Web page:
GUNLOCK — With temperatures climbing and more hours of daylight, anyone planning to recreate outdoors in Southern Utah will have to find ways to spend vacation time without overheating.
State parks officials at all three reservoirs in Washington County are bracing for another summer of record-breaking visitation, but the team at Gunlock State Park will be better prepared than ever with the recent addition of 30 new campsites and all new bathroom facilities.
A ribbon-cutting ceremony was held Wednesday morning to celebrate the new campground improvements, with Park Manager Jon Allred welcoming state partners in the Department of Natural Resources and Legislature as well as local government and business collaborators.
“This is a whole new area that wasn’t accessible,” Allred said. “The day-use area will still be full and there will be a lot of people, but it won’t feel cramped like you might think if you added 30 campsites. Even when we’ve had all 30 sites filled, it did not feel any more crowded – people had campsites to go to and visit, and it just improved the visitor experience a lot.”
Previously, Gunlock offered five primitive campsites with access to vault toilets and no potable water. Now, each new campsite features hookups for drinking water and electricity, a fire pit, a picnic table and access to a restroom building with private showers and flush toilets.
Jeff Rasmussen, state parks director, encouraging attendees to see the new restroom facilities for themselves, a suggestion he said was only half-joking.
“This may sound crazy, but I want you to check out that restroom because we’re pretty proud to have flush toilets and tiled walls and a place where people can have a good time,” he said.
Gunlock’s upgrades were completed in time for reservations to open on May 24, and the campground has been fully booked for the past two weekends. Reservations can be made onlinewith a typical cost of $35 per night for a single campsite.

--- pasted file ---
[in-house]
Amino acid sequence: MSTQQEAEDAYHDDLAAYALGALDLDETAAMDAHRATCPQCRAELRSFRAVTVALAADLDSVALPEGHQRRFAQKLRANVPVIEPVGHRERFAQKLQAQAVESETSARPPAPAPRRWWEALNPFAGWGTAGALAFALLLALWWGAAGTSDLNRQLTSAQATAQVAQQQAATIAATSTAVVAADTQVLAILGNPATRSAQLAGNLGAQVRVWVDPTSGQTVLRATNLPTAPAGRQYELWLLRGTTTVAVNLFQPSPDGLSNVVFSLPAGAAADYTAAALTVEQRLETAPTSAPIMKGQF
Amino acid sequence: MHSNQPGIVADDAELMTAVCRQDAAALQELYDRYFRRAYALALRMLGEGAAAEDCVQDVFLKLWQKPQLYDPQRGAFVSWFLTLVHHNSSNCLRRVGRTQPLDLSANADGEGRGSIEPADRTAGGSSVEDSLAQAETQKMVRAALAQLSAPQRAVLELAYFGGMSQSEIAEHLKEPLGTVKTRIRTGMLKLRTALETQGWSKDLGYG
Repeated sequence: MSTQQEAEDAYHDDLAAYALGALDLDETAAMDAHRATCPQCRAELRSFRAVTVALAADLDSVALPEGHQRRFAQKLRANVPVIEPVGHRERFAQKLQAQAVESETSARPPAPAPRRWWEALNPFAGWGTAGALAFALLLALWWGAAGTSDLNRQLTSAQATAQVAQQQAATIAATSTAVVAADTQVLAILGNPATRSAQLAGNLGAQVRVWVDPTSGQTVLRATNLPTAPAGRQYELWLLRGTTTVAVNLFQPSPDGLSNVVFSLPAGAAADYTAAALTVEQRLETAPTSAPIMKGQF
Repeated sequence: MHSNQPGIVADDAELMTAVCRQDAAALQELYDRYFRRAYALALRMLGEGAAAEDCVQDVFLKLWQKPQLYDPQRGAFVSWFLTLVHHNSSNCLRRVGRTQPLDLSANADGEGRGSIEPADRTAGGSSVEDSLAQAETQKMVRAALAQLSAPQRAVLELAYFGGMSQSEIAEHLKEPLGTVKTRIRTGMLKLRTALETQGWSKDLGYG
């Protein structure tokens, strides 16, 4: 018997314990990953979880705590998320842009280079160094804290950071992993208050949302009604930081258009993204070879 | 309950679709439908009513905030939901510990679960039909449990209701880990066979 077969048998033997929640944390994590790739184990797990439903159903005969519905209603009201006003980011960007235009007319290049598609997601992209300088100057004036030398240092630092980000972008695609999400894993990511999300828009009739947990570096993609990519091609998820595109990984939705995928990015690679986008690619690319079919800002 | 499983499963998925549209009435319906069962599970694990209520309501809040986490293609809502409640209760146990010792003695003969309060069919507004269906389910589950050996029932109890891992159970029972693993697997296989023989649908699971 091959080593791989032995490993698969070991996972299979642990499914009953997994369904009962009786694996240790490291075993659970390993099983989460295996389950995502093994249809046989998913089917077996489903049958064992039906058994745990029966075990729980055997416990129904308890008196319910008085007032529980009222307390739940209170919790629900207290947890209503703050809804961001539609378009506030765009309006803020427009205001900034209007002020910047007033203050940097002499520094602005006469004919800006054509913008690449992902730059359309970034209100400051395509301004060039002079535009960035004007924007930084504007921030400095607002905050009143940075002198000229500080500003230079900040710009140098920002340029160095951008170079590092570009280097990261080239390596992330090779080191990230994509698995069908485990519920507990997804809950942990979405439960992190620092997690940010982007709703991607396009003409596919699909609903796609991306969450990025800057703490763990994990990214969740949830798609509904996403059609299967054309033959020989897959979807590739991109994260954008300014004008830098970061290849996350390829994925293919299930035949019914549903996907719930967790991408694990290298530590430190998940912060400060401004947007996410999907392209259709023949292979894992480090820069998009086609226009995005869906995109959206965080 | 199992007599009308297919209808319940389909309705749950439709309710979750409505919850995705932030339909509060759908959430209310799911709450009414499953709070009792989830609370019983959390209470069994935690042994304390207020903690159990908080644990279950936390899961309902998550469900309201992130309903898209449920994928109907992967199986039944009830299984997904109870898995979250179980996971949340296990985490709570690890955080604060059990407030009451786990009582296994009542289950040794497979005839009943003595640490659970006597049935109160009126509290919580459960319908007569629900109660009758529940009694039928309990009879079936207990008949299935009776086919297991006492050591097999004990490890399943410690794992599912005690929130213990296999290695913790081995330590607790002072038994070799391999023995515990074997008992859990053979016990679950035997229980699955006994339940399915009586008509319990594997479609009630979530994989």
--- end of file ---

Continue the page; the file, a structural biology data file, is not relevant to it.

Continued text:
As the first of 14 similar campground projects to be completed this year, Gunlock’s improvements will contribute to a 20% increase in campsite capacity and a 10% increase in day-use parking at parks across the state of Utah, Rasmussen said.
“Over the past five years, our visitation has grown from 5 million visitors to over 12 million visitors, which is a tremendous increase – every year our visitation increases in double digit percentages,” he said. “This kind of investment and improvement couldn’t come at a better time to be able to accommodate that.”
The economic impact of state parks for local communities has grown in tandem with increased visitation. Kevin Lewis, director of the Greater Zion Tourism and Convention Office, related the data gathered by his organization over the past three years.
National park visits is up 50% since 2019, while state park visits have increased 92%. Revenues from the transient room tax, which is collected by hotels, trailer parks, campgrounds and other forms of lodging, is up 90%, Lewis said.
Looking ahead, the next project at Gunlock will include additional parking and improved access to the beach near the dam. The upgrades recently completed have been a long time coming, Allred said, and fulfill the efforts of many of his predecessors.
“I was reading through park business plans from the 1970s, and one of the first things it said was, ‘Gunlock needs power,’” Allred said. “It said if we get power and water, it will change everything. And in the last four years, we’ve gotten power and water – and everything’s changed.”
Information about current park conditions – including water temperatures, fees and boating requirements – is available on the park website.
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